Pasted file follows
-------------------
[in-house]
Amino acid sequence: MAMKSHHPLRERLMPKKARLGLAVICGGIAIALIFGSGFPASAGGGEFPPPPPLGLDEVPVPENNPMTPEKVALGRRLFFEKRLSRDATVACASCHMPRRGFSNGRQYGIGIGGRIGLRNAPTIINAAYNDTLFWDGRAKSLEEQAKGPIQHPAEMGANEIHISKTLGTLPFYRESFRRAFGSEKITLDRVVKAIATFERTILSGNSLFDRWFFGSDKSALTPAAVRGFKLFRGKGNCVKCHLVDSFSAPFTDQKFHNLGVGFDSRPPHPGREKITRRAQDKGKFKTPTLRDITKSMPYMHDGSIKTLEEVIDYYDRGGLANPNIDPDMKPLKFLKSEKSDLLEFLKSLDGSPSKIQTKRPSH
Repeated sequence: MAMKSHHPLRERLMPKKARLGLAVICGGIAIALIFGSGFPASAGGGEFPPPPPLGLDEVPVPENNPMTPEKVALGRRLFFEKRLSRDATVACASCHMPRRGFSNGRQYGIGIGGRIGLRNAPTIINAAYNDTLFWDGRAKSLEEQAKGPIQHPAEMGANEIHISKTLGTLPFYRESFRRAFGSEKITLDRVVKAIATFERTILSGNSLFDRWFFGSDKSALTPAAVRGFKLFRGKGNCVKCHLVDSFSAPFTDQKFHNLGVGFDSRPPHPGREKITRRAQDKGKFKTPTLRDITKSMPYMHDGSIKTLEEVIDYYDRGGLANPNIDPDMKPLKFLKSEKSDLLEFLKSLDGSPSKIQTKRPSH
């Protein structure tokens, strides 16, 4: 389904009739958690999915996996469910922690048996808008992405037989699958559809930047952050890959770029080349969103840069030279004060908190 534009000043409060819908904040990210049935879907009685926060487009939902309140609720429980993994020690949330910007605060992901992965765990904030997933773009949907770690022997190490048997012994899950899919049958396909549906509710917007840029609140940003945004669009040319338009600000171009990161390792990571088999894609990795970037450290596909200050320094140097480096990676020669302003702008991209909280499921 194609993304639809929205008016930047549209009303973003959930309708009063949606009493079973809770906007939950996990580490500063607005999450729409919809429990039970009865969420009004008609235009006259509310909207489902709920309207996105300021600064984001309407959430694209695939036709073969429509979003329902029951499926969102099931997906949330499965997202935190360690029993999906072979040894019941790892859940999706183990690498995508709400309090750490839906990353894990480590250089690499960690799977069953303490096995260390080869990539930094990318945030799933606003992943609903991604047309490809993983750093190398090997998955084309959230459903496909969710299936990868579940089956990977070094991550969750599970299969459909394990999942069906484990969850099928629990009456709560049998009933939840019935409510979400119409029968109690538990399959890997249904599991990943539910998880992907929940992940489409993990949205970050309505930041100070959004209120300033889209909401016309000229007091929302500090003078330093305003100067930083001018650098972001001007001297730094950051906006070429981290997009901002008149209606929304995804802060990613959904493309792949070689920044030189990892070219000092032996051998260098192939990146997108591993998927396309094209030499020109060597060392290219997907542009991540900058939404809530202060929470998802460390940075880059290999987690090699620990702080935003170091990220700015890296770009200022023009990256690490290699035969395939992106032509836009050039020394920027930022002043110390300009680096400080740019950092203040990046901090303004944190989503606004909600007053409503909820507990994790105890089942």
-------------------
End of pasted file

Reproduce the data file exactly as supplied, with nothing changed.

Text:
[in-house]
Amino acid sequence: MAMKSHHPLRERLMPKKARLGLAVICGGIAIALIFGSGFPASAGGGEFPPPPPLGLDEVPVPENNPMTPEKVALGRRLFFEKRLSRDATVACASCHMPRRGFSNGRQYGIGIGGRIGLRNAPTIINAAYNDTLFWDGRAKSLEEQAKGPIQHPAEMGANEIHISKTLGTLPFYRESFRRAFGSEKITLDRVVKAIATFERTILSGNSLFDRWFFGSDKSALTPAAVRGFKLFRGKGNCVKCHLVDSFSAPFTDQKFHNLGVGFDSRPPHPGREKITRRAQDKGKFKTPTLRDITKSMPYMHDGSIKTLEEVIDYYDRGGLANPNIDPDMKPLKFLKSEKSDLLEFLKSLDGSPSKIQTKRPSH
Repeated sequence: MAMKSHHPLRERLMPKKARLGLAVICGGIAIALIFGSGFPASAGGGEFPPPPPLGLDEVPVPENNPMTPEKVALGRRLFFEKRLSRDATVACASCHMPRRGFSNGRQYGIGIGGRIGLRNAPTIINAAYNDTLFWDGRAKSLEEQAKGPIQHPAEMGANEIHISKTLGTLPFYRESFRRAFGSEKITLDRVVKAIATFERTILSGNSLFDRWFFGSDKSALTPAAVRGFKLFRGKGNCVKCHLVDSFSAPFTDQKFHNLGVGFDSRPPHPGREKITRRAQDKGKFKTPTLRDITKSMPYMHDGSIKTLEEVIDYYDRGGLANPNIDPDMKPLKFLKSEKSDLLEFLKSLDGSPSKIQTKRPSH
């Protein structure tokens, strides 16, 4: 389904009739958690999915996996469910922690048996808008992405037989699958559809930047952050890959770029080349969103840069030279004060908190 534009000043409060819908904040990210049935879907009685926060487009939902309140609720429980993994020690949330910007605060992901992965765990904030997933773009949907770690022997190490048997012994899950899919049958396909549906509710917007840029609140940003945004669009040319338009600000171009990161390792990571088999894609990795970037450290596909200050320094140097480096990676020669302003702008991209909280499921 194609993304639809929205008016930047549209009303973003959930309708009063949606009493079973809770906007939950996990580490500063607005999450729409919809429990039970009865969420009004008609235009006259509310909207489902709920309207996105300021600064984001309407959430694209695939036709073969429509979003329902029951499926969102099931997906949330499965997202935190360690029993999906072979040894019941790892859940999706183990690498995508709400309090750490839906990353894990480590250089690499960690799977069953303490096995260390080869990539930094990318945030799933606003992943609903991604047309490809993983750093190398090997998955084309959230459903496909969710299936990868579940089956990977070094991550969750599970299969459909394990999942069906484990969850099928629990009456709560049998009933939840019935409510979400119409029968109690538990399959890997249904599991990943539910998880992907929940992940489409993990949205970050309505930041100070959004209120300033889209909401016309000229007091929302500090003078330093305003100067930083001018650098972001001007001297730094950051906006070429981290997009901002008149209606929304995804802060990613959904493309792949070689920044030189990892070219000092032996051998260098192939990146997108591993998927396309094209030499020109060597060392290219997907542009991540900058939404809530202060929470998802460390940075880059290999987690090699620990702080935003170091990220700015890296770009200022023009990256690490290699035969395939992106032509836009050039020394920027930022002043110390300009680096400080740019950092203040990046901090303004944190989503606004909600007053409503909820507990994790105890089942």